Message from C, C++ talks

July 2019

— You can use std::vector if you're using C++ and call resize on it.

Or you can dynamically allocate the array if you're using C. Don't forget to delete it manually at the end.

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— I saw this on stackoverflow but i dont have any idea of this concept

IS there any other way

— Which one? Do you use C or C++?

— C++


Well, std::vector is a template-based wrapper on dynamically allocated arrays, that you can resize dynamically, and use lots of things like alghorithms from STL. Also it has nice optimizations that go out of the box.

To use it you basically create an std::vector object giving it your type. Like std::vector<int> is something like a dynamic array of int elements.

Then you can work with it as with any array via square brackets. Or use other things like iterators. You can get the current size of array calling size function on it.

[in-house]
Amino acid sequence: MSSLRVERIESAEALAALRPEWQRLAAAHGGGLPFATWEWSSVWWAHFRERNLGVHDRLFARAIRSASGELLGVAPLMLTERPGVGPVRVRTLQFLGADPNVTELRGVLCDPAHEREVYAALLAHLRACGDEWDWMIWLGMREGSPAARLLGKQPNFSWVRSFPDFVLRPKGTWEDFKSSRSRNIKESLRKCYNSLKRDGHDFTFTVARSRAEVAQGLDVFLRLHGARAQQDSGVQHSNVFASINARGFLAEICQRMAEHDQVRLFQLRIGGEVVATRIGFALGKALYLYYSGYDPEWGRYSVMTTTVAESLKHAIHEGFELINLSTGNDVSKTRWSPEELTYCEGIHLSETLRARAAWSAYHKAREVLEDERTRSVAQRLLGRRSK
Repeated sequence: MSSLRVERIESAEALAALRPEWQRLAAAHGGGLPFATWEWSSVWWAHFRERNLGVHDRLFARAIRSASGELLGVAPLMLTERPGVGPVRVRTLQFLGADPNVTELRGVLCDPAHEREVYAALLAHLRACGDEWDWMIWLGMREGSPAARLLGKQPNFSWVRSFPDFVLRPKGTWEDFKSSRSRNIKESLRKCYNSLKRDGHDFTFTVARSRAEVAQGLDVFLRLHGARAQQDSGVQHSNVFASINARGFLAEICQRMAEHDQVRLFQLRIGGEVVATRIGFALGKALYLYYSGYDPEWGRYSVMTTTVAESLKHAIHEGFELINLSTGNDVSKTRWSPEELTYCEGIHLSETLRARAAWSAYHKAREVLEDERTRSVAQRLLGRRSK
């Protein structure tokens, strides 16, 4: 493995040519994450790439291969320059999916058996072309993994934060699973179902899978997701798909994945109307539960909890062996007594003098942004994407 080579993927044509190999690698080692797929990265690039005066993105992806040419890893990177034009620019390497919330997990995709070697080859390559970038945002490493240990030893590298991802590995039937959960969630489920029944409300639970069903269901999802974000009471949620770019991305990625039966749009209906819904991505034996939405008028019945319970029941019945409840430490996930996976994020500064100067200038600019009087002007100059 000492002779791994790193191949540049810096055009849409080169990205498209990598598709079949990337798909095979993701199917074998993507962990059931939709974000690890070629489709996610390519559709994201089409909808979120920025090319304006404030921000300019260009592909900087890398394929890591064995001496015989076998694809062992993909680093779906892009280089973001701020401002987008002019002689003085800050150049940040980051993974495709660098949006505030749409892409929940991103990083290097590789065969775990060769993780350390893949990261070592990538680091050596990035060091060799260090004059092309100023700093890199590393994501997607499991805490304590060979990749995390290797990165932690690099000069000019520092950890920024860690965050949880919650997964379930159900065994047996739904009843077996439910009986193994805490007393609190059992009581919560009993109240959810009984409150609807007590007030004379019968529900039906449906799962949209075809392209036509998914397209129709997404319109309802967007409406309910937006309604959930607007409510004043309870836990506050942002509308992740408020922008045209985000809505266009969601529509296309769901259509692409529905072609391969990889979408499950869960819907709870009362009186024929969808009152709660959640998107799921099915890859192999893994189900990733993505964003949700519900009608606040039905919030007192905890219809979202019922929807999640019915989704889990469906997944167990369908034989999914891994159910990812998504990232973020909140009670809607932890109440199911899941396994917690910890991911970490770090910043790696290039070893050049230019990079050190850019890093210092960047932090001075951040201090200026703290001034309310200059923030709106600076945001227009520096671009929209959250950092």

What else is not clear?

— Other way would be to have a very big array and use only part of it (store the size that you're actually using in another variable).

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— But that comes with wasting memory and size limitations.

— How would i access it?

array[vector<int>] ??

— This is kind of what i wanted

— You could open the second link I gave you. It contains working examples

— YEs I know but I am solving a small problem for hackerrank

— Okay
I will see

— Thanks!

— Ops, I meant the first link

— 👍